PRIME LOCATION MEANS HOUSES FOR SALE ON HOWTH’S DUNGRIFFIN ROAD ARE A RARE FIND WRITES KATY MCGUINNESS OF THE IRISH INDEPENDENT
Locals consider Dungriffin Road to be one of Howth’s finest, situated halfway between the village and the summit, lending a ‘best of both worlds’ feel to the houses located here. It’s a seven- or eight-minute walk down to the harbour and village, while in the other direction there’s easy access to the cliff walks, beaches and sea swimming – some of the very best reasons for living in this neck of the woods.
Proximity to the sea has been shown to improve health and longevity, and if we could all start our days filling our lungs with sea air we’d be better off. And if dogs could talk, they’d agree wholeheartedly; they love it around here.
Perhaps the prime location – one that residents are understandably reluctant to leave – is why houses on Dungriffin Road so rarely come up for sale. The last house shown as selling on the road, according to the Residential Property Price Register, was Maoillrea, which made €760,000 in 2015.
Innisfallen comes to the market at a significantly higher price, explained in part by the fact that it offers the prospect of two houses rather than just one – another version of ‘the best of both worlds’ scenario.
As well as the original Victorian house, there is planning permission to demolish an existing two-storey mews house and replace it with a substantial detached family home with 2873 sq ft of living space.
And rather than shoe-horning this new home onto a tight, compromised site, architect Greg Tisdall of Studio D Architects has managed to give it a generous 0.35-acre site of its own, with almost 19m of road frontage, while still leaving the older house with half an acre and 28m of road frontage.
The original period house is a rather lovely detached family home with 3,000 sq ft of living space dating from 1866, which currently sits on nicely private and secluded site of 0.87 acres that is almost a perfect square. The mature boundaries – a mix of plants, trees, hedges and stone walls – are set well away from the house, and the gardens are laid mostly in lawn, with a full-sized hard tennis court located in the front garden.
Rather than choose to build the second house, prospective purchasers could simply refurbish the existing house and enjoy the tennis court and extensive gardens in their entirety. (The tennis court would have to go if the second house were to be built.)
But there is a growing cohort of buyers who are teaming up with family members to purchase properties where parents and adult children, or siblings, can live alongside one another but in their own independent homes, and Innisfallen provides the opportunity to do just that.
And rather than embark on the construction of the second house immediately, it would be open to new owners to leave that possibility open for the time being.
Set well back from the road, Innisfallen is replete with the period features synonymous with classic Victorian architecture, including working sash windows.
The rooms are well-proportioned, and have high ceilings, decorative plasterwork, ornate working fireplaces and solid painted joinery. And while the principal reception rooms have a touch of grandeur about them, this formality is balanced by the character and charm of a cosy kitchen and family den, and plenty of interesting nooks and crannies.
On the ground floor, there’s a fine reception hall leading to a rear hall. The drawing and dining rooms are interconnecting, making an ideal space for entertaining, while the kitchen/ breakfast room has fitted cabinets, integrated appliances and a breakfast bar. Off the kitchen is the family room /den, and there’s also a roomy laundry area with access to the rear garden, as well as a handy downstairs lavatory.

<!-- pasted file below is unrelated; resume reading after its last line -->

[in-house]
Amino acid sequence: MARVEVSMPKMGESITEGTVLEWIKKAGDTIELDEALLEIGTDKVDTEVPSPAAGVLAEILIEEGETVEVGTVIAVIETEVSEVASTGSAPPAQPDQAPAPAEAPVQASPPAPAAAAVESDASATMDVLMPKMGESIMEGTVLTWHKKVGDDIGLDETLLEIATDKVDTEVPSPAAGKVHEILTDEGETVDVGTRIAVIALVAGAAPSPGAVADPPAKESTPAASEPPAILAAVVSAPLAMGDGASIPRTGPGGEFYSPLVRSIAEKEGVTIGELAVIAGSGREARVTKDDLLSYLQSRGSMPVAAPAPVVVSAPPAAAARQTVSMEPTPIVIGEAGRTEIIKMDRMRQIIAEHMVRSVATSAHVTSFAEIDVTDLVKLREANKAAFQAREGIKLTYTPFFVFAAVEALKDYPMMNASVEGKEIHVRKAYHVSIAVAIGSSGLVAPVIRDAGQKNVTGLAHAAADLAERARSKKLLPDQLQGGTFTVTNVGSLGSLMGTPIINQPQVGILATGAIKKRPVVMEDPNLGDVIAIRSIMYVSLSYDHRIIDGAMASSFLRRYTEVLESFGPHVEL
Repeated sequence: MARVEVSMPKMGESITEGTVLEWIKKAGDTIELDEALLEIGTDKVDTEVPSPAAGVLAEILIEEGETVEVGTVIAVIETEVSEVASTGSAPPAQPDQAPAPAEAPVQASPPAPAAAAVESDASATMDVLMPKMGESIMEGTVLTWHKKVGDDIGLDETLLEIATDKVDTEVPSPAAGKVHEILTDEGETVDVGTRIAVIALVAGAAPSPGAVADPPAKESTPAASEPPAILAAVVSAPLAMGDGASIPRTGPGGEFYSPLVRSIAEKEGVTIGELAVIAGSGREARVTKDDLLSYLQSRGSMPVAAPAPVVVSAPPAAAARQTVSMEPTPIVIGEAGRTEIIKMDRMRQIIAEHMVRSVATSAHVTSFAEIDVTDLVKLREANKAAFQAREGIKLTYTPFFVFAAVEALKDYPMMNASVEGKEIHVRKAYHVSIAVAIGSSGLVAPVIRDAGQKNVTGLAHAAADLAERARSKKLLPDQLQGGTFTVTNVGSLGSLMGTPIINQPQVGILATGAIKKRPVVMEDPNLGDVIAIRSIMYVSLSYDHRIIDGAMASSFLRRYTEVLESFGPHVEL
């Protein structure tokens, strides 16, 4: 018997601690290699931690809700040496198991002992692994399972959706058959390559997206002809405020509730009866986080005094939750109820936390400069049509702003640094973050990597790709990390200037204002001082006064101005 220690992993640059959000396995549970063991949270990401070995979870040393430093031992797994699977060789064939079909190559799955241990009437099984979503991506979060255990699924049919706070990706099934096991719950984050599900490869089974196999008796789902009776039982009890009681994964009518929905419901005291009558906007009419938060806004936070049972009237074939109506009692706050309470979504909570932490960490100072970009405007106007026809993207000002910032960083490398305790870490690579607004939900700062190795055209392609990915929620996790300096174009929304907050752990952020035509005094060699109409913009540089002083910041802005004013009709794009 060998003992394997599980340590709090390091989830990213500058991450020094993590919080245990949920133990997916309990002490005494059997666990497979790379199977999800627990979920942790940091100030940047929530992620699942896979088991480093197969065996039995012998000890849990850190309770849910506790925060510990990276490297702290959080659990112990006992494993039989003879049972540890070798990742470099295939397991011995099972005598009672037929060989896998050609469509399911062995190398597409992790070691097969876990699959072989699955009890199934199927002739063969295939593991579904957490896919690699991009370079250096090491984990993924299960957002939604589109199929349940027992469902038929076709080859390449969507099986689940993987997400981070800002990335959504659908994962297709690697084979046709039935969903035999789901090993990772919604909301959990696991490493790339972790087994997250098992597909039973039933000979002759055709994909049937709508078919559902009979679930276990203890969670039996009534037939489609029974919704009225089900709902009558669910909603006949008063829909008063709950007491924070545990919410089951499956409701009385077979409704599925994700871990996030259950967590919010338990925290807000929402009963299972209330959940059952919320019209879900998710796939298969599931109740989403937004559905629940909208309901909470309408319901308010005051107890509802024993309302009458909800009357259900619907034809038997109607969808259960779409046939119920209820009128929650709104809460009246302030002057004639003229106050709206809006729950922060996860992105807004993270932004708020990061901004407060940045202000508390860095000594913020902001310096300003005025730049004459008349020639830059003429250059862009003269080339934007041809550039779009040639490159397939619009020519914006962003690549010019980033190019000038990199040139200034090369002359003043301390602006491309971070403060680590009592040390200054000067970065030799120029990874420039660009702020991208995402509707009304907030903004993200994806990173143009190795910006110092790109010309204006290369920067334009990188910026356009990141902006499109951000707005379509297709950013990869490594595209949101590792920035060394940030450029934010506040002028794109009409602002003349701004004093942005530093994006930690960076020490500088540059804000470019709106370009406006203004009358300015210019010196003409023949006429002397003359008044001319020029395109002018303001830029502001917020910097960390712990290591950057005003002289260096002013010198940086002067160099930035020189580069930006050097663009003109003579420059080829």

Up on the half landing is a double bedroom and the family bathroom, while the main bedroom, which is ensuite, and another double bedroom are up a few steps. A short flight of stairs leads up to the fourth and fifth bedrooms, which share a shower room.
While Innisfallen is in good condition, and has clearly been a happy family home, new owners may wish to consider extending and will certainly wish to upgrade and put their own decorative stamp on the interiors, while retaining the many fine period features.
The charms of Howth are legion and well-known, but good schools in the locality and efficient public transport links make it one of the most desirable villages on Dublin’s northside, while the abundance of seafood restaurants and convivial pubs ensure that there are plenty of opportunities for socialising without having to hop into a taxi.
Among the best and best-known places to eat are House (a favourite of local boy made good, Donal Skehan, now living in Los Angeles) and perennial favourites, Octopussy’s, The Oarhouse and Crabby Joe’s. The village has a decent selection of shops, and a farmers’ market that’s becoming increasingly popular.
There’s also the famous Howth Cliff Path Loop walk, a two to three hour stroll which takes you through some breathtaking seafront scenery on the east coast. From the train station in Howth you simply follow the green arrows on the well-posted markers along the route. Four loops which form part of the large walk start at the station.
It heads along the seafront, along the harbour, through the main street and then climbs along the coast, rounding the “Nose of Howth” and onto the well-defined cliff top path. from which you can enjoy views of Ireland’s Eye and Lambay Island.
On the other side, the entire stretch of Dublin Bay opens into view along with tranches of the Wicklow Mountains. It moves through a thick undergrowth of heather and gorse and then up in front of the well known Baily lighthouse and before turning downhill bringing you onto the waterfront once more and back down to the station.
The tradition at conclusion is to treat yourself to a drink and a big helping of the famous local fish and chips.